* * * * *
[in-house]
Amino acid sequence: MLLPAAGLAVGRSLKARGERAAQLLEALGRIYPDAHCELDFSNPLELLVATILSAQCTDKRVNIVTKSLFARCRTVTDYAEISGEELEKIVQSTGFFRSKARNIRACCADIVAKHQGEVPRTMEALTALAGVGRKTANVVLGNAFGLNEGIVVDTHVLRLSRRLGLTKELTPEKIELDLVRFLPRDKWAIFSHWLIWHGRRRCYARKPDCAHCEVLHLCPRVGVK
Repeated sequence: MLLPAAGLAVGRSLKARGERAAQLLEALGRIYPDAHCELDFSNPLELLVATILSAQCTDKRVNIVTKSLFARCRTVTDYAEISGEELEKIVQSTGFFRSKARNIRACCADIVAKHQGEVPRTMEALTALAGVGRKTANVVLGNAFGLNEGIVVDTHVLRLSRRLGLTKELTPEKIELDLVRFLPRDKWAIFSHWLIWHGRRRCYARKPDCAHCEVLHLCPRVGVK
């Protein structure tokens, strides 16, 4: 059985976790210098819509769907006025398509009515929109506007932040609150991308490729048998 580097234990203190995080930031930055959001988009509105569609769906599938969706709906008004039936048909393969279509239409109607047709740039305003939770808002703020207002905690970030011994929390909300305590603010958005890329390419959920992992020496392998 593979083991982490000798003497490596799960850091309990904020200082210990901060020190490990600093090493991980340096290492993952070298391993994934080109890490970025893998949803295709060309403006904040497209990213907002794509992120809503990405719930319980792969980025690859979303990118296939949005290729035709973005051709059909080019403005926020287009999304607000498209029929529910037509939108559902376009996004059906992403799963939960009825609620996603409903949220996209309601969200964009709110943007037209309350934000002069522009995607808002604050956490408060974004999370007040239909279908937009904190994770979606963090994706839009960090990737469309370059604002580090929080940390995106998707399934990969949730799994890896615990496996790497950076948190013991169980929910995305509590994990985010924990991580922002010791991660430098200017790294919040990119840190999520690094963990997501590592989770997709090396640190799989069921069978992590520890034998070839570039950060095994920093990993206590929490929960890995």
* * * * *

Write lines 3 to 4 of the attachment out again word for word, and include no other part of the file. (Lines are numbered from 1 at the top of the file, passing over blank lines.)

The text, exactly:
Repeated sequence: MLLPAAGLAVGRSLKARGERAAQLLEALGRIYPDAHCELDFSNPLELLVATILSAQCTDKRVNIVTKSLFARCRTVTDYAEISGEELEKIVQSTGFFRSKARNIRACCADIVAKHQGEVPRTMEALTALAGVGRKTANVVLGNAFGLNEGIVVDTHVLRLSRRLGLTKELTPEKIELDLVRFLPRDKWAIFSHWLIWHGRRRCYARKPDCAHCEVLHLCPRVGVK
């Protein structure tokens, strides 16, 4: 059985976790210098819509769907006025398509009515929109506007932040609150991308490729048998 580097234990203190995080930031930055959001988009509105569609769906599938969706709906008004039936048909393969279509239409109607047709740039305003939770808002703020207002905690970030011994929390909300305590603010958005890329390419959920992992020496392998 593979083991982490000798003497490596799960850091309990904020200082210990901060020190490990600093090493991980340096290492993952070298391993994934080109890490970025893998949803295709060309403006904040497209990213907002794509992120809503990405719930319980792969980025690859979303990118296939949005290729035709973005051709059909080019403005926020287009999304607000498209029929529910037509939108559902376009996004059906992403799963939960009825609620996603409903949220996209309601969200964009709110943007037209309350934000002069522009995607808002604050956490408060974004999370007040239909279908937009904190994770979606963090994706839009960090990737469309370059604002580090929080940390995106998707399934990969949730799994890896615990496996790497950076948190013991169980929910995305509590994990985010924990991580922002010791991660430098200017790294919040990119840190999520690094963990997501590592989770997709090396640190799989069921069978992590520890034998070839570039950060095994920093990993206590929490929960890995």